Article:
A three-instance court system has been established in Latvia – cases are heard at the court of first instance, court of appellate instance and cassation instance (in some cases the legislator has defined exemptions to this procedure).
Cassation (Latin, cassation – disaffirmation) involves examining rule of law of a judgment or a decision of a lower instance court. A cassation instance does not review a case on its merits; its competence does not include clarifying the facts of the case and examining and evaluating evidence. The cassation instance examines conformity of a judgment appealed with provisions of substantive and procedural law and decides on the basis of relevant case materials. Judgements and decisions by cassation instance may not be appealed.
The cassation instance is the Department of Civil Cases, the Department of Criminal Cases and the Department of Administrative Cases of the Senate.
Departments of the Senate review cassation complaints and protests in civil cases and criminal cases against decisions in cases heard under appellate procedure.
The Department of Administrative Cases hears also cassation complaints and protests against decisions adopted by first instance courts (in some categories of cases the Administrative Regional Court is the first instance court).
In 2018 the Supreme Court examined 2817 cases under cassation procedure, among which there were 1388 civil cases, 668 criminal cases and 761 administrative case examined.
Composition of a judicial panel
The Senate’s departments review cases in a collegial manner by a panel consisting of three judges. In cases provided for in the Civil Procedure Law, the case shall be heard by an extended composition of the Department of Civil Cases, and in cases provided by the Administrative Procedure Law – in the joint sitting of the Department of Administrative Cases. The Criminal Procedure Law provides that the prosecutor's opinion and the materials submitted on newly discovered circumstances in cases decided by the Department of Criminal Cases are reviewed by five senators who have not previously participated in the review of the particular criminal case.
No security deposit shall be paid when filing a cassation complaint in a criminal case. Security deposit shall be paid when filing a cassation complaint, an ancillary complaint or an application for review of a case due to newly discovered circumstances in civil and administrative proceedings, as well as an application for interim relief in administrative proceedings.
- Read more about the security deposit here.
Representation in court
In civil cases, the cases are brought before the Court of Cassation by a natural person himself/herself or by a lawyer, and in the case of a legal person, by their officials acting within the powers conferred by law, statutes or regulations, or by a lawyer. In criminal cases, a cassation complaint may be filed by the accused, his/her counsel, by the victim, his/her representative and legal representative, while the prosecutor has the right to file a cassation protest.
Language of the proceedings
The proceedings in the Senate are conducted in the official language. In criminal cases, a party who does not speak the language of the proceedings shall be granted access to the case-file and to proceedings with the assistance of an interpreter and the right to speak at hearing the language he/she is fluent in. The same applies to applicants (natural persons) in administrative proceedings. Whereas, in civil cases a party is obliged to provide the assistance of an interpreter himself/herself, if he/she does not speak the official language. The State shall provide an assistance of an interpreter only to natural persons who, in civil proceedings, receive legal aid from the State or are exempt from court costs.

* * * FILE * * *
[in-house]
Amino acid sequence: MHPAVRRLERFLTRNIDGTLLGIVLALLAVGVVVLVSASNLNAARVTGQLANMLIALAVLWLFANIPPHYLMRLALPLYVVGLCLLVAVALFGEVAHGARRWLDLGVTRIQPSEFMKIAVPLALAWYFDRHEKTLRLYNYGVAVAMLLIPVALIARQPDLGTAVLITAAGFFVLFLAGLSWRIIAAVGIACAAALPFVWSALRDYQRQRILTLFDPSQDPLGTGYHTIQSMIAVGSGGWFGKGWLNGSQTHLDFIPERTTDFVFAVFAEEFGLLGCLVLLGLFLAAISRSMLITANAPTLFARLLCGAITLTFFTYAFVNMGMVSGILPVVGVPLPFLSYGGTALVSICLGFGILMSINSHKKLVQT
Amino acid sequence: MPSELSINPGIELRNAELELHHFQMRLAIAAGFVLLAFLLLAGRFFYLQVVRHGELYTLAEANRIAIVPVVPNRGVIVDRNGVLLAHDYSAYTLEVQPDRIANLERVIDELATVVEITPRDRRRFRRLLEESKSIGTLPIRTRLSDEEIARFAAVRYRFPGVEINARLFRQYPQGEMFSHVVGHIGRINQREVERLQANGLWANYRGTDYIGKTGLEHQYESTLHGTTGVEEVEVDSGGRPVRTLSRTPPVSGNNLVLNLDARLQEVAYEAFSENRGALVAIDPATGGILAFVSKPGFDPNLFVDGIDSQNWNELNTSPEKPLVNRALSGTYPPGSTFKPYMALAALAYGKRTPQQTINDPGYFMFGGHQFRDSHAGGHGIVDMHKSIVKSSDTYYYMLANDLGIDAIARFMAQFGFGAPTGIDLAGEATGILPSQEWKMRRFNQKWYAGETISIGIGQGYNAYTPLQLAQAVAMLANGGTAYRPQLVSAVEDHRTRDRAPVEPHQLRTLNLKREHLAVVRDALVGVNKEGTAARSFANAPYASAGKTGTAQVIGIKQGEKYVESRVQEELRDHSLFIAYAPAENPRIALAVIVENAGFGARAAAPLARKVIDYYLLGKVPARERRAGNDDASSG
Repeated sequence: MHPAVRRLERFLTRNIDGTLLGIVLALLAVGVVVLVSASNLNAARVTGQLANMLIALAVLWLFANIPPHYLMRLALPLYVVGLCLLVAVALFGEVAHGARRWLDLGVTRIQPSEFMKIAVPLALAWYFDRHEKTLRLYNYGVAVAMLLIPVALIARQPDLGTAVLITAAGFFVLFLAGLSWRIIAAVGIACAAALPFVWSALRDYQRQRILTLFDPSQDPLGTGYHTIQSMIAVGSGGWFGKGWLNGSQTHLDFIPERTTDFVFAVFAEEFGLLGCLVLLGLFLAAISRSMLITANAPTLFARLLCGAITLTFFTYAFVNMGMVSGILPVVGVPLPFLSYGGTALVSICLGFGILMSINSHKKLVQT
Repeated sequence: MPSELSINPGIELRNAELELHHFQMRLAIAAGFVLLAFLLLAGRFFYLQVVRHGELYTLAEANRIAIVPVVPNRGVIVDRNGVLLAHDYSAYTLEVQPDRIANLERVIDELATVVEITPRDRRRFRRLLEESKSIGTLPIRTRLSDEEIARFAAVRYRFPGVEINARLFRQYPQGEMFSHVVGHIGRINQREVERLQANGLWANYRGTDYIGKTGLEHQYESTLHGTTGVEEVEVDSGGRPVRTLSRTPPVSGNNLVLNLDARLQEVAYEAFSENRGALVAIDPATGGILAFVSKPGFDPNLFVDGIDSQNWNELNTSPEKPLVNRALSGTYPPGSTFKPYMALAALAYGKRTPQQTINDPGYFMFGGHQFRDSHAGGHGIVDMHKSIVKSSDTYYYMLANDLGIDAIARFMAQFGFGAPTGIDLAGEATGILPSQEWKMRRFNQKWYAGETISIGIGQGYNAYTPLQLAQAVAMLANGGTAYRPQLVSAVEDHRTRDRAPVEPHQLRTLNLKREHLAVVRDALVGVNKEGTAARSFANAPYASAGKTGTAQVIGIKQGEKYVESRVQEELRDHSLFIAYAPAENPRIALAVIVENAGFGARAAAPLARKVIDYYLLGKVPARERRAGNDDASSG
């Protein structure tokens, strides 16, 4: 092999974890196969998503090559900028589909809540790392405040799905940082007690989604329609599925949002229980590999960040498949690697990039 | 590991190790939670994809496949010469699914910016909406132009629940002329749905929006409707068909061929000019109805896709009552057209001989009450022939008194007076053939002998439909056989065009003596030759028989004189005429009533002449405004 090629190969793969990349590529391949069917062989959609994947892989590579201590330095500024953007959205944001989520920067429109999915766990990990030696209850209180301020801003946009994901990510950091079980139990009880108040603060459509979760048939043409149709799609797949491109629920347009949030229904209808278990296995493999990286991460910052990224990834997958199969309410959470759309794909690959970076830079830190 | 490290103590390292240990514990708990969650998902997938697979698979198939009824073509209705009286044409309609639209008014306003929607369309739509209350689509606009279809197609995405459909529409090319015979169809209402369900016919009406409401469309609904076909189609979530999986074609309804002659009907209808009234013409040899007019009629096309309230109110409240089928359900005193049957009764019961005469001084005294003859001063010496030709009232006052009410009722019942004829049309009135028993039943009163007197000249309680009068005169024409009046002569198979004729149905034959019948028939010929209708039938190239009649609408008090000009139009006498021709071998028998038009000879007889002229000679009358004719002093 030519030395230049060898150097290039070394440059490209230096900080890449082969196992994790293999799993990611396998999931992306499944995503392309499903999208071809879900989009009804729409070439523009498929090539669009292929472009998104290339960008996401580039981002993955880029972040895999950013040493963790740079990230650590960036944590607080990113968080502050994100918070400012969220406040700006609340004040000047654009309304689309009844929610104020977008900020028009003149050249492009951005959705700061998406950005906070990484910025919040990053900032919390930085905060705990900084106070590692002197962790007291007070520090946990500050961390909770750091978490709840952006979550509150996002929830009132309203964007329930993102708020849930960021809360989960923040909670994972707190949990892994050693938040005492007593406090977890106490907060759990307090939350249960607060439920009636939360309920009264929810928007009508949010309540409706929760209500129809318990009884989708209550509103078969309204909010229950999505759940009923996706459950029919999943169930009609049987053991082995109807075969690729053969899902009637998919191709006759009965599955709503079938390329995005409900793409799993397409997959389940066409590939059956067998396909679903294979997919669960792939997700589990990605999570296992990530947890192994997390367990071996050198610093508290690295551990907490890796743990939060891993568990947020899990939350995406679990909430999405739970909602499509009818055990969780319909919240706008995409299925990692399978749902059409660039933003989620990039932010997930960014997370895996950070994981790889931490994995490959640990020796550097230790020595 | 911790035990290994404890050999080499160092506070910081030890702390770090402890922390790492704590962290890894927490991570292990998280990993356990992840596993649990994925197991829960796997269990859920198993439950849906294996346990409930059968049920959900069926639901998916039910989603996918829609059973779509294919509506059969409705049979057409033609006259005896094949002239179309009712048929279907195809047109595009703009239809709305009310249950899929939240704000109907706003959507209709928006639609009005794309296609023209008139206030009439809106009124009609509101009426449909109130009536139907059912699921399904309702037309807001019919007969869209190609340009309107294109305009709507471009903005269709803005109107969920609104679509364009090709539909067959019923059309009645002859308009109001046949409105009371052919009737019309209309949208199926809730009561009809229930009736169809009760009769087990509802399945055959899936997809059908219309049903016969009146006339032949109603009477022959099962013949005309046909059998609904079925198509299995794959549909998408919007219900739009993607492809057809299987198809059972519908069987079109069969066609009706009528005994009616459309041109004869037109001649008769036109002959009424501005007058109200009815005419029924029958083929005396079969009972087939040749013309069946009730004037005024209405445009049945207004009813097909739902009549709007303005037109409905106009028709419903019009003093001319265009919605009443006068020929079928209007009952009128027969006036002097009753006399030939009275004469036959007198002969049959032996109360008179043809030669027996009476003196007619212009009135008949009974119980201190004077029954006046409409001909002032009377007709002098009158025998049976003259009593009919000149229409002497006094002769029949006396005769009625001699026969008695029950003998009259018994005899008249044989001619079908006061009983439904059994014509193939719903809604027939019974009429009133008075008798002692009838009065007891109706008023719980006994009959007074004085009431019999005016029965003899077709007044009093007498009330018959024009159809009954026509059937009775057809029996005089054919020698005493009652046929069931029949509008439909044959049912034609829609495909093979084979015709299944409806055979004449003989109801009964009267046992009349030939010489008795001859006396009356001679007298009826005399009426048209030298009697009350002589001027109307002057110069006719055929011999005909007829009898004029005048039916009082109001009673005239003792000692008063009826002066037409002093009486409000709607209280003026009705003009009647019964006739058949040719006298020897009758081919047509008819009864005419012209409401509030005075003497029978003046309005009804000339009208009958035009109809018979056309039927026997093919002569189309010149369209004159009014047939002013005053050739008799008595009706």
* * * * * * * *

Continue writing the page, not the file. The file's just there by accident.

Access to court rulings and case files
The access to court information is ensured by the principle of openness in hearing cases. All interested persons have the right to participate in an open court hearing in the capacity of an observer, and to get familiarised with ruling adopted in an open court hearing.
A court ruling adopted at an open court session, which has been presented as a separate procedural document, is publicly accessible information from the moment it is pronounced, but if the ruling is not pronounced – from the moment of its delivery. A court ruling in a case heard in closed or partly closed court session is restricted-access information, except for the introductory and operative parts of a ruling.
All Supreme Court (Senate) rulings adopted in open court sessions are published on the website elieta.lv. Whereas, all Supreme Court (Senate) rulings, which include case-law findings, are published on the website of the Supreme Court www.at.gov.lv.
An individual may familiarise himself or herself with rulings of the Supreme Court (Senate) in the Chancery of the Court as well.
The files in a case heard in an open court session have the status of restricted-access information, but only from the moment when the final decision of a court comes into effect. Until then, the case materials are available only to those enjoying rights under procedural laws.
- See more information on procedure of release of information of the Supreme Court here.